Analyzing The Big Five Personality Traits
Characteristics of personality reflect fairly stable differences between individuals when it comes to their motivations.
And while circumstances strongly influence people’s actions, these internal motivations affect what they do in the absence of a powerful situation, as well as influence the kinds of situations individuals lean toward when faced with options about how to proceed.
The Big Five are known as the most validated and robust set of universal personality traits. The traits consist of Conscientiousness, Openness, Extraversion, Neuroticism, and Agreeableness. They reflect the largest differences between people when it comes to their motivations.
There are, however, a number of differences underlying The Big Five. For example, people high in conscientiousness are labeled as being more consistent when it comes to completing the tasks they take on. In addition, it reflects a tendency to take on new tasks as well as a need for having orderly surroundings. And while these subcomponents are tied together, they are not the same. For example, there are people who strive for the top without needing an orderly environment and vice-versa.
The broader characteristics listed by the Big Five are called traits and the elements making up the traits are known as facets.
Experts are still trying to pinpoint which facets should be included in each characteristic, but there is visible overlap between the systems they’ve come up with. Below is a list of the characteristics that are part of the NEO-FFI scale created by Paul Costa and Robert McCrae.
– reflects the degree to which a person completes the things they set out to do. The key facets include being orderly, a strong desire for goal achievement, and the need to complete tasks.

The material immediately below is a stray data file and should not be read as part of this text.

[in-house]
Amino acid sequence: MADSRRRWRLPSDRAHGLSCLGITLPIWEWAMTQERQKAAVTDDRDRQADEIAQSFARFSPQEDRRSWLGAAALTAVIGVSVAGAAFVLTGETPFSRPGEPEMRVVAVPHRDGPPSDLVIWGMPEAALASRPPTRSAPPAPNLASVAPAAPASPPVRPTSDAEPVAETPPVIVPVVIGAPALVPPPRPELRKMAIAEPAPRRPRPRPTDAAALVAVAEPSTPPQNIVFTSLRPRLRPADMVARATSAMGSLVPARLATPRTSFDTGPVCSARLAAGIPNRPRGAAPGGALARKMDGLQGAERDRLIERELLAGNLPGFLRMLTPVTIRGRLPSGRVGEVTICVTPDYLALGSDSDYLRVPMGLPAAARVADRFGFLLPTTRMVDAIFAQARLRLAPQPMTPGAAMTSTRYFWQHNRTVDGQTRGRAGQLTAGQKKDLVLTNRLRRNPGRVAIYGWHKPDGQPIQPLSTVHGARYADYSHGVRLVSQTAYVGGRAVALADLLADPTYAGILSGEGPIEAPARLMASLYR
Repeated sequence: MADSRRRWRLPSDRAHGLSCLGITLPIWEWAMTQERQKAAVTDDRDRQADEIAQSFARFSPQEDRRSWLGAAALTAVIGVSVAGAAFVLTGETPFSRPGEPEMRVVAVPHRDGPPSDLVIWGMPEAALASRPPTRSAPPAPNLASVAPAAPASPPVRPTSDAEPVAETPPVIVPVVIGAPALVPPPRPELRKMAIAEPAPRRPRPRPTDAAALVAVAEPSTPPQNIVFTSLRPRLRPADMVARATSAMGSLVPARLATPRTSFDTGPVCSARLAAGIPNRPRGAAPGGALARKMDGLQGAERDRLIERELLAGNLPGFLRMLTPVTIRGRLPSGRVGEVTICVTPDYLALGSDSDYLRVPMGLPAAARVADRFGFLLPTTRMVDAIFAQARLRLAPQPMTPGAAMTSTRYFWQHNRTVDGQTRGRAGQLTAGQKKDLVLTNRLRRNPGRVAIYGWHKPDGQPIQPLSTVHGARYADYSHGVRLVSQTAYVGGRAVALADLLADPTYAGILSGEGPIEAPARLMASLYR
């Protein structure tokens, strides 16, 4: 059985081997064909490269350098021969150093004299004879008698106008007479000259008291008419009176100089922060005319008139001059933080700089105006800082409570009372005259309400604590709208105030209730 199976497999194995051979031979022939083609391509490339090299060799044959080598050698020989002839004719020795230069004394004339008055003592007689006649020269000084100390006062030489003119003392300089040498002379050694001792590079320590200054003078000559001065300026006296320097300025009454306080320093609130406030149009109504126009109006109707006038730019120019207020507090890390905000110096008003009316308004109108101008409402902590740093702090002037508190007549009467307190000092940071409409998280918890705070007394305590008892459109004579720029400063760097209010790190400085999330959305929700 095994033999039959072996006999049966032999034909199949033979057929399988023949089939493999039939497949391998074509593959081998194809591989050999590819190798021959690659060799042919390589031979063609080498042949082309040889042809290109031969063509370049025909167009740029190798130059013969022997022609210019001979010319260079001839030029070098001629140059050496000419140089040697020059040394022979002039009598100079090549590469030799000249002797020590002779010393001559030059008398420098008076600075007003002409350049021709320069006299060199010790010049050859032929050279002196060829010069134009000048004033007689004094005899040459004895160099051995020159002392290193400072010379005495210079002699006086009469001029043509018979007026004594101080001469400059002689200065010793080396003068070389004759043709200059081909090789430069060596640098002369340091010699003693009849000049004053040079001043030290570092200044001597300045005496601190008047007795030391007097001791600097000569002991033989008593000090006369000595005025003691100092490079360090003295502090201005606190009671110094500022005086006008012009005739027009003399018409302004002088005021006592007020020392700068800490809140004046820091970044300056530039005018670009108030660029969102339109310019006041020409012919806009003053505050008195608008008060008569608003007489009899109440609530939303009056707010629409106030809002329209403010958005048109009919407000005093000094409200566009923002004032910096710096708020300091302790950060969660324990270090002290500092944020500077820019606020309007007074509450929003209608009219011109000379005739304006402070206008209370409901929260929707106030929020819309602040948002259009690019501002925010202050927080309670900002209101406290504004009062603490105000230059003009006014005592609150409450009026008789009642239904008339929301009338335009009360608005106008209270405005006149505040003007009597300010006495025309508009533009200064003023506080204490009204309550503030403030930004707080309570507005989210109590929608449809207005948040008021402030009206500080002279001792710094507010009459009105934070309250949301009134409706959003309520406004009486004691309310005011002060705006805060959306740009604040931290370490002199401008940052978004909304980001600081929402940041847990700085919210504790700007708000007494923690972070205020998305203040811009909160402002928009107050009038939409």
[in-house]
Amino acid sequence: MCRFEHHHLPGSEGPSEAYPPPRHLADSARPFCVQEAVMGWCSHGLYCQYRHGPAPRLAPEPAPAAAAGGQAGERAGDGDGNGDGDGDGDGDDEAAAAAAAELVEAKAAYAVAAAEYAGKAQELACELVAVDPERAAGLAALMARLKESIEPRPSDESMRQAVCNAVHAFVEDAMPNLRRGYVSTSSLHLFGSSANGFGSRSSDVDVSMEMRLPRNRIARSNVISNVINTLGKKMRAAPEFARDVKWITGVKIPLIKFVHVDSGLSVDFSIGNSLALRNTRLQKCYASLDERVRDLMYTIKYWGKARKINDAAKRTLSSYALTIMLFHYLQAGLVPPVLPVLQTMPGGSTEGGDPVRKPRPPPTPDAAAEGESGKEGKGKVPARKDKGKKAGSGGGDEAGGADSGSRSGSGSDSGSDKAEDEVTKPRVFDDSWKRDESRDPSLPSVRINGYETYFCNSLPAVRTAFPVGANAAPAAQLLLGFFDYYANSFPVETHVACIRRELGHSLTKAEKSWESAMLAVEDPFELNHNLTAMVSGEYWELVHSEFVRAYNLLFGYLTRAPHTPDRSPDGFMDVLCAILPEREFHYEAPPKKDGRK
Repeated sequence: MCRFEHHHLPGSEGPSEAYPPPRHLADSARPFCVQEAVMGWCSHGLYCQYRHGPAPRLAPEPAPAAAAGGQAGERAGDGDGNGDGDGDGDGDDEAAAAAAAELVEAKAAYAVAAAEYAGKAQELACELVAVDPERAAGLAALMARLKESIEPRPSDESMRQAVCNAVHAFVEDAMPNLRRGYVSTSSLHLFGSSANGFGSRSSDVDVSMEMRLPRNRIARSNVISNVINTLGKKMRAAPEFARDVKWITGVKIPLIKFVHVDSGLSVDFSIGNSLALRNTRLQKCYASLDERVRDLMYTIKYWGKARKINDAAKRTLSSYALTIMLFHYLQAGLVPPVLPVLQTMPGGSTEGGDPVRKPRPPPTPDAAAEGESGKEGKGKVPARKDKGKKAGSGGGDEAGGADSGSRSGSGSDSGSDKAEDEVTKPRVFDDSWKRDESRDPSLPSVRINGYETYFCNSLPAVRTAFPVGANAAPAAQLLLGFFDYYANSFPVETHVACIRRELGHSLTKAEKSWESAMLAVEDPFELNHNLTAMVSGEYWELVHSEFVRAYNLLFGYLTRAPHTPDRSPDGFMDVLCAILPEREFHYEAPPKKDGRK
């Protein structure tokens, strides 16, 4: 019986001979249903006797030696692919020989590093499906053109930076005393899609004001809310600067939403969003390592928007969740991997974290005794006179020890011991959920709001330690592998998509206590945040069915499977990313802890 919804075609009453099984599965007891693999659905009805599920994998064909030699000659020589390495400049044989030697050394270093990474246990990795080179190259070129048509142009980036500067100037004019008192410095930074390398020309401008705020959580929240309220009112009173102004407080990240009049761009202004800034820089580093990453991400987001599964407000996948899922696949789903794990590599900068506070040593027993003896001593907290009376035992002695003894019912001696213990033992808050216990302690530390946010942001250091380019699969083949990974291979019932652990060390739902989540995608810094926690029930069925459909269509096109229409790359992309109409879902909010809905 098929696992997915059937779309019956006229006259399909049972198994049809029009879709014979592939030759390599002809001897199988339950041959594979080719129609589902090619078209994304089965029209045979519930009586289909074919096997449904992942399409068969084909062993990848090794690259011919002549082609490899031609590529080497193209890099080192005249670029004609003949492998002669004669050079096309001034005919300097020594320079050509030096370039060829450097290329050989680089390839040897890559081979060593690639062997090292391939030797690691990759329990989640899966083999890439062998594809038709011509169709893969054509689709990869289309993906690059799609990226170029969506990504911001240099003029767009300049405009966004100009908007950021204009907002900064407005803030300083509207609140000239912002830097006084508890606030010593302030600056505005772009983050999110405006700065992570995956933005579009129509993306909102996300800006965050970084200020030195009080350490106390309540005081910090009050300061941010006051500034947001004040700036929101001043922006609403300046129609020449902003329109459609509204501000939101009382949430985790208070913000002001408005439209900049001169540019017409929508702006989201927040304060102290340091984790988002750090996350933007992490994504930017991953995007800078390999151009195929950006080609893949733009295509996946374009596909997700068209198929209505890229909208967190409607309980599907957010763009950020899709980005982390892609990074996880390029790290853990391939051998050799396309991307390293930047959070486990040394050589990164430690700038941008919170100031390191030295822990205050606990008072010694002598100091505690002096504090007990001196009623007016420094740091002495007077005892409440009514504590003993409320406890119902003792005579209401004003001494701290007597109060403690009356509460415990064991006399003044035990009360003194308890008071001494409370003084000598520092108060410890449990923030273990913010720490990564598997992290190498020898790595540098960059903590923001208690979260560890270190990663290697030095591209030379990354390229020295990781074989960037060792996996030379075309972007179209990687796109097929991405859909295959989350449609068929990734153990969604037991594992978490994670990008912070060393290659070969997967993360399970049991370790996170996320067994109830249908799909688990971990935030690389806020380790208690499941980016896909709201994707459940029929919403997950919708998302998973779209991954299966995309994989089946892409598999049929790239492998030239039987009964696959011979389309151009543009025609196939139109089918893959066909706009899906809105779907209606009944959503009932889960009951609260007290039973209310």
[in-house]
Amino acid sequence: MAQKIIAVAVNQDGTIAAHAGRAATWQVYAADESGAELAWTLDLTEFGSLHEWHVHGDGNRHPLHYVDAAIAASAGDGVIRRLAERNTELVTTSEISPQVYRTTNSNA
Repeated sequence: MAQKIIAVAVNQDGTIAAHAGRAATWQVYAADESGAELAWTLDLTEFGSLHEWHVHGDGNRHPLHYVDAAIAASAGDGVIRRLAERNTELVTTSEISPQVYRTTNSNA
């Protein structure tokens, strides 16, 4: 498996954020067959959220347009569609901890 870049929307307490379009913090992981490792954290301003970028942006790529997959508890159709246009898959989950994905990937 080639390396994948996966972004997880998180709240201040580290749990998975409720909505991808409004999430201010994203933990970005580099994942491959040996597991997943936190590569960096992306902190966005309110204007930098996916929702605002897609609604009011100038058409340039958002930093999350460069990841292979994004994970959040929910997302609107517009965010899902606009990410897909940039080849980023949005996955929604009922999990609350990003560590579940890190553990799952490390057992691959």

– reflects a person’s need to be on good terms with other people. Avoiding conflict and a desire to help others are key here.
Openness to Experience
– reflects a person’s orientation toward new experiences. The trait’s main facets include an interest in aesthetic experiences( e.g. art), an interest in intellectual endeavors, as well as new ideas and ways of approaching life.
– reflects the way a person reacts to negative experiences. Anxiety, depression (the strength of and crippling self-judgment are the core facets of neuroticism.
– reflects a person’s engagement with social life. Its key facets involve people’s degree of sociability, their general level of positive feeling, and their need for an energetic and fast-paced life.
A research paper by Theo Klimstra, Erik Noftle, Koen Luyckx Luc Goossens, and Richard Robins published in the Journal of Personality and Social Psychology looked at the change in traits and facets over people’s college years. The experts looked at samples of college students who rated their personality characteristics and also responded to measures of social and academic measures of adjustment to life in college early as well as late in their college years.
The personality measures for this sample were mostly stable. Even though personality does change much over a lifetime, it does change to an extent, but slowly. At the trait level, there was a consistent tendency for people’s conscientiousness to go up during college years while their neuroticism decreased.
The pattern was somehow different when it came to the facet level, however. The facets of being dependable and being orderly were going up withing conscientiousness. Also, while there was not a consistent rise in agreeableness overall, the facets of avoiding conflict and helping other people did go up. In addition, there was a tendency for the facet of Openness to Experience to rise. And lastly, the facet of neuroticism related to depression went down during people’s time in college.
The key takeaway here is that personality characteristics often label traits that are truly broad but the particular level of a trait that a person exhibits may reflect different mixtures of these underlying facets. As a consequence, it is worth learning to understand both the traits and the facets.
For a more in-depth analysis of the Big Five, please see the video below.
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